USC senior tight end Fred Davis, center, was named the Mackey Award winner. The Rogers alum has the most career receptions for a USC tight end.
LAKE BUENA VISTA, Fla. - Toledo's Fred Davis is college football's top tight end.
Davis, a three-year starter at Southern California, earned such recognition last night when he was named the John Mackey Award recipient at the annual college football awards show held at Walt Disney World Resort.
The 6-foot-4, 250-pound
senior who graduated from
Rogers High, wasn't in attendance at the awards show held to honor the year's top college players because he is taking final exams this week and is also practicing for USC's upcoming Rose Bowl game with Illinois.
"I'm just happy for him," said Margo Davis, Fred's mother, reached by telephone after the announcement was made. "I don't even know how to explain it. As a mother, I'm proud."
His mother said she spoke with him by telephone after the award winner was named and Fred watched the show with his older brother, Kedron, who is visiting Fred in Los Angeles.
Davis, who made a team-high 55 receptions (USC record for tight ends) for 794 yards and seven touchdowns, became the first tight end in team history to win the award.
"This is a dream come true," Margo said. "The hard work is finally paying off. It's come to fruition that hard work pays off. Everything is coming to light."
Davis averaged 14.4 yards per catch, which ranked second best among the nation's tight ends. His 110 career receptions are the most all-time for a USC tight end, and he ranks 13th on USC's career receptions list.
Georgia Tech's Durrant Brooks won the Ray Guy Award as the best punter. Toledo's Brett Kern was also a finalist for the award but he was far from disappointed.
"It's always been one of my goals to be here," said Kern, whose average of 46.1 yards per punt ranked second in the country. "I've worked hard to get here. Part of me is surprised I'm here and part of me isn't because I worked so hard for it.
"It was an honor to be down here regardless of who won. It's been a great time and something I'll never forget."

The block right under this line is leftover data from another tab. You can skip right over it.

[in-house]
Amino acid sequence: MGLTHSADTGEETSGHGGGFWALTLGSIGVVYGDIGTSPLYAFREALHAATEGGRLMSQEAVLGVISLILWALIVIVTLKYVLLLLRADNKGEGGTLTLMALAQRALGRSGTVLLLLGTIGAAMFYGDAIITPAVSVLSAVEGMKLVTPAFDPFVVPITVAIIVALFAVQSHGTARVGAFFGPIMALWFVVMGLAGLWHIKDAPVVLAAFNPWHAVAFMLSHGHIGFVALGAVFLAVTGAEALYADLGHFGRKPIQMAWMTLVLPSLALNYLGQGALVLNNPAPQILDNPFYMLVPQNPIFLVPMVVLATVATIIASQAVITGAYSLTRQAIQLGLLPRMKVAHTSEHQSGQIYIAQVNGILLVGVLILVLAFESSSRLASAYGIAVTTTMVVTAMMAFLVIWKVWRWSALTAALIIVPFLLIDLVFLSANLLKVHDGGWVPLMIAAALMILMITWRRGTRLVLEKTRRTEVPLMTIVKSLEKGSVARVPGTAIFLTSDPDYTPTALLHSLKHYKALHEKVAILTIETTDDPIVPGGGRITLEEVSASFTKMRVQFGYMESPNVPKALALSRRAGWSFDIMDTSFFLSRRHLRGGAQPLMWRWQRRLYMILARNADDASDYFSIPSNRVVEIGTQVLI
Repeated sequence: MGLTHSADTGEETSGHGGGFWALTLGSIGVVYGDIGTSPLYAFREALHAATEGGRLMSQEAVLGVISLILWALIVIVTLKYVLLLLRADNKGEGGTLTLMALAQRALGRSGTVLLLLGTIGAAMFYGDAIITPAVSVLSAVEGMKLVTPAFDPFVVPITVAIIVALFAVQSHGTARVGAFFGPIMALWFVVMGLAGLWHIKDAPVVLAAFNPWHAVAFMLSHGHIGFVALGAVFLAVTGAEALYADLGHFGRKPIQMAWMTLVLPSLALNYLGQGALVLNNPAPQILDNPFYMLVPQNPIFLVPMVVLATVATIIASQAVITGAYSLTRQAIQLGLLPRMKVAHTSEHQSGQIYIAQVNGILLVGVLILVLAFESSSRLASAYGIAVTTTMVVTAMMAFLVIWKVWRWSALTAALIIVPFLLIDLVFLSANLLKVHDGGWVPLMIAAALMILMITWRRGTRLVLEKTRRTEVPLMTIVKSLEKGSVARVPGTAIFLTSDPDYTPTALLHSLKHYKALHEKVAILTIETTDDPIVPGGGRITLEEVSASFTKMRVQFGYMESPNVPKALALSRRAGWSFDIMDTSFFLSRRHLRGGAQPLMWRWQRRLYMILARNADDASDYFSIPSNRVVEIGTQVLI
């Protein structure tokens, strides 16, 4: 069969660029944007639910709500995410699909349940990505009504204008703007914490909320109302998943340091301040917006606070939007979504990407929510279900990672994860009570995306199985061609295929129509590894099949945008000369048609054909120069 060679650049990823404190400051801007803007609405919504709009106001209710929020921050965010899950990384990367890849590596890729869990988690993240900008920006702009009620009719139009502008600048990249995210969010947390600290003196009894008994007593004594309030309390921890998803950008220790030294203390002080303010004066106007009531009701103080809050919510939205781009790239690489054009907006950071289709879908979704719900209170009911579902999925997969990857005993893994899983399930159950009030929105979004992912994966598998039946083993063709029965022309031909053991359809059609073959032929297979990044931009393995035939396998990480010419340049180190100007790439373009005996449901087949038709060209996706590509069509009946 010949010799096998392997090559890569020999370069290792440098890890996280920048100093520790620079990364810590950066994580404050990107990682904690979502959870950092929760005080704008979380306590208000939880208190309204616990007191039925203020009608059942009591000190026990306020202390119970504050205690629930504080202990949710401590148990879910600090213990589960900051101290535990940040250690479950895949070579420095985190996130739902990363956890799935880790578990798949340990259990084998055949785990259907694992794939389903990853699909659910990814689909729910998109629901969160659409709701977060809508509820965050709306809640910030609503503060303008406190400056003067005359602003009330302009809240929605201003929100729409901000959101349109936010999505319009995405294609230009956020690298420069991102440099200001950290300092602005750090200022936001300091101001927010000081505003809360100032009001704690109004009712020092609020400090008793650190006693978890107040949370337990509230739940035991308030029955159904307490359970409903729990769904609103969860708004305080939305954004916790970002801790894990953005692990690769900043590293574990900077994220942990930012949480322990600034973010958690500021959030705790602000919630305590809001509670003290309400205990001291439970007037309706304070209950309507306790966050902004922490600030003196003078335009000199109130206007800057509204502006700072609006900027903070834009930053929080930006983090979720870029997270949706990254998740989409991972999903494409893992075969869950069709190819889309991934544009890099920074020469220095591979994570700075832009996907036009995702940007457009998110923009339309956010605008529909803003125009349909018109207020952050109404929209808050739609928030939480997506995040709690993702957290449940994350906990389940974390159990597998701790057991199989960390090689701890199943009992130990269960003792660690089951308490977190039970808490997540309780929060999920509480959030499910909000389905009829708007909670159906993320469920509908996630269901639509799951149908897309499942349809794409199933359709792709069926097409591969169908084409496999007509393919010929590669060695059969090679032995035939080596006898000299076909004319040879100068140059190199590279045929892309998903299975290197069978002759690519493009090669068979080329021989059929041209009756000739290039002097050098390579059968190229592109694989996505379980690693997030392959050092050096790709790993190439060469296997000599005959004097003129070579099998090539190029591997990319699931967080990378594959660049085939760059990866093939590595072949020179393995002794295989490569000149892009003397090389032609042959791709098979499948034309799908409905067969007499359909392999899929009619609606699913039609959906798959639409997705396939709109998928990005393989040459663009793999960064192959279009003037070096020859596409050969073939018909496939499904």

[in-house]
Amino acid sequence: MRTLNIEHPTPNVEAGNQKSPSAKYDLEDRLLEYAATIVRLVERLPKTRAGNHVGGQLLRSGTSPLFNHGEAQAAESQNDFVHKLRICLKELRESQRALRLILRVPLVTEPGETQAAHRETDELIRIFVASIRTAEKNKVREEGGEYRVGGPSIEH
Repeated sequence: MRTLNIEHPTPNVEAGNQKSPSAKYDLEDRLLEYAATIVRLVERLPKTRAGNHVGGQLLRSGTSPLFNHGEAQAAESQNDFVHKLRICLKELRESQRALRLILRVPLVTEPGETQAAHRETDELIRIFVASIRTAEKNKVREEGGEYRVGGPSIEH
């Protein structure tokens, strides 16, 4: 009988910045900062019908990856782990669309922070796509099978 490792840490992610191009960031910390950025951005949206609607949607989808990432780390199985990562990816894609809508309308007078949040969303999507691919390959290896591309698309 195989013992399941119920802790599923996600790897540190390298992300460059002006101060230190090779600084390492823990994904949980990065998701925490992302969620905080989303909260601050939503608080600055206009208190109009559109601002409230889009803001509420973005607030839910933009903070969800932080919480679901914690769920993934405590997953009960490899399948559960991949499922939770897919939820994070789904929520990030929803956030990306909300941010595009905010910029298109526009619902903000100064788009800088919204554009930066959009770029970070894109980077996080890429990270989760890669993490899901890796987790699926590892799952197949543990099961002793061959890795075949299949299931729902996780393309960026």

Florida quarterback Tim Tebow picked up the Maxwell and Davey O'Brien awards.
Tebow beat out fellow Heisman finalist Darren McFadden of Arkansas and Oregon quarterback Dennis Dixon for the Maxwell Award, given to the nation's best all-round player.
"I just want to thank my teammates and all the seniors back in Gainesville," Tebow said. "I'm just glad to be a Gator."
Tebow, the first player in major college football to run for at least 20 touchdowns and throw for at least 20, is considered the favorite for the Heisman and is trying to become the first sophomore to win the award.
The Maxwell used to be considered a good barometer for predicting who would win the Heisman, but none of the last seven Maxwell winners have gone on to win the Heisman.
Notre Dame quarterback Brady Quinn won the Maxwell last season and finished third in the Heisman voting behind Ohio State's Troy Smith and
The other Heisman finalists are Missouri quarterback Chase Daniel and Hawaii quarterback Colt Brennan.
Tebow beat out Daniel and Dixon for the O'Brien award, given to the nation's top quarterback.
McFadden won the Doak Walker Award for best running back for the second consecutive season. Ricky Williams of Texas was the last player to win back-to-back Walker awards in 1997-98. McFadden ran for 1,725 yards and had 2,172 all-purpose yards.
Penn State linebacker Dan Connor won the Bednarik Trophy as the nation's best defensive player, making it three straight and four overall for the Nittany Lions. Linebacker Paul Posluszny won the Bednarik the past two seasons and linebacker LaVar Arrington won it in 1999.
Connor beat out LSU defensive tackle Glenn Dorsey and Ohio State linebacker James Laurinaitis.
Dorsey won the Outland Trophy as best interior lineman. The senior had already won the Lombardi Award (outstanding lineman) and Bronko Nagurski Trophy (outstanding defensive player).
Texas Tech's Michael Crabtree became the first freshman to win the Biletnikoff Award, given to the top receiver. Crabtree leads the nation with 125 catches and 1,861 yards receiving.
Arizona cornerback Antoine Cason won the Jim Thorpe Award as the nation's best defensive back and Thomas Weber of Arizona State took the Lou Groza Award for best kicker.
The coach of the year was Kansas' Mark Mangino, who led the Jayhawks to a school-record 11 victories.
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